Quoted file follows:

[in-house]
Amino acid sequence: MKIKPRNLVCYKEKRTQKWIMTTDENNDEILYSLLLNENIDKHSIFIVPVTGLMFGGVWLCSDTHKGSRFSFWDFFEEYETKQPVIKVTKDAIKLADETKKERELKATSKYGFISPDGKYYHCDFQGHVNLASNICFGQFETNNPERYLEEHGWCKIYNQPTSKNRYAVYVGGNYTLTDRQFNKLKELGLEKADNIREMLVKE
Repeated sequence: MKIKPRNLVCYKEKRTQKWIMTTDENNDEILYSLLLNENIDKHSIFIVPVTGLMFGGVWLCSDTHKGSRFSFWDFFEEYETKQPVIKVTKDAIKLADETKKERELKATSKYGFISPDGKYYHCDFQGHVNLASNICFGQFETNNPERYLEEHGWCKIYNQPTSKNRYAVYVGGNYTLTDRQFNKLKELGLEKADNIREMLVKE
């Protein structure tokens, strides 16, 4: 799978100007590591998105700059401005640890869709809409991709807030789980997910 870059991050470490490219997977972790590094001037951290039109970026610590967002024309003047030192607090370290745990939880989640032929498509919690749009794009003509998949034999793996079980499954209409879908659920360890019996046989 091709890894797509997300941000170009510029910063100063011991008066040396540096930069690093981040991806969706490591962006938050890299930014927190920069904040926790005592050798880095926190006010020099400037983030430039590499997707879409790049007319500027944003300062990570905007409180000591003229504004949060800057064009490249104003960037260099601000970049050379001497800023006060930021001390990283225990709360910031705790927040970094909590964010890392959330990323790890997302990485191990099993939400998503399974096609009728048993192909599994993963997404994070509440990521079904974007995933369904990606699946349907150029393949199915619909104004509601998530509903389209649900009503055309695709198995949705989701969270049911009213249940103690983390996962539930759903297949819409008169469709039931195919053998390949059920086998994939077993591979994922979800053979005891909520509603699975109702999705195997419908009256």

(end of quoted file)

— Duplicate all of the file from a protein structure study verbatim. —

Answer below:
[in-house]
Amino acid sequence: MKIKPRNLVCYKEKRTQKWIMTTDENNDEILYSLLLNENIDKHSIFIVPVTGLMFGGVWLCSDTHKGSRFSFWDFFEEYETKQPVIKVTKDAIKLADETKKERELKATSKYGFISPDGKYYHCDFQGHVNLASNICFGQFETNNPERYLEEHGWCKIYNQPTSKNRYAVYVGGNYTLTDRQFNKLKELGLEKADNIREMLVKE
Repeated sequence: MKIKPRNLVCYKEKRTQKWIMTTDENNDEILYSLLLNENIDKHSIFIVPVTGLMFGGVWLCSDTHKGSRFSFWDFFEEYETKQPVIKVTKDAIKLADETKKERELKATSKYGFISPDGKYYHCDFQGHVNLASNICFGQFETNNPERYLEEHGWCKIYNQPTSKNRYAVYVGGNYTLTDRQFNKLKELGLEKADNIREMLVKE
């Protein structure tokens, strides 16, 4: 799978100007590591998105700059401005640890869709809409991709807030789980997910 870059991050470490490219997977972790590094001037951290039109970026610590967002024309003047030192607090370290745990939880989640032929498509919690749009794009003509998949034999793996079980499954209409879908659920360890019996046989 091709890894797509997300941000170009510029910063100063011991008066040396540096930069690093981040991806969706490591962006938050890299930014927190920069904040926790005592050798880095926190006010020099400037983030430039590499997707879409790049007319500027944003300062990570905007409180000591003229504004949060800057064009490249104003960037260099601000970049050379001497800023006060930021001390990283225990709360910031705790927040970094909590964010890392959330990323790890997302990485191990099993939400998503399974096609009728048993192909599994993963997404994070509440990521079904974007995933369904990606699946349907150029393949199915619909104004509601998530509903389209649900009503055309695709198995949705989701969270049911009213249940103690983390996962539930759903297949819409008169469709039931195919053998390949059920086998994939077993591979994922979800053979005891909520509603699975109702999705195997419908009256």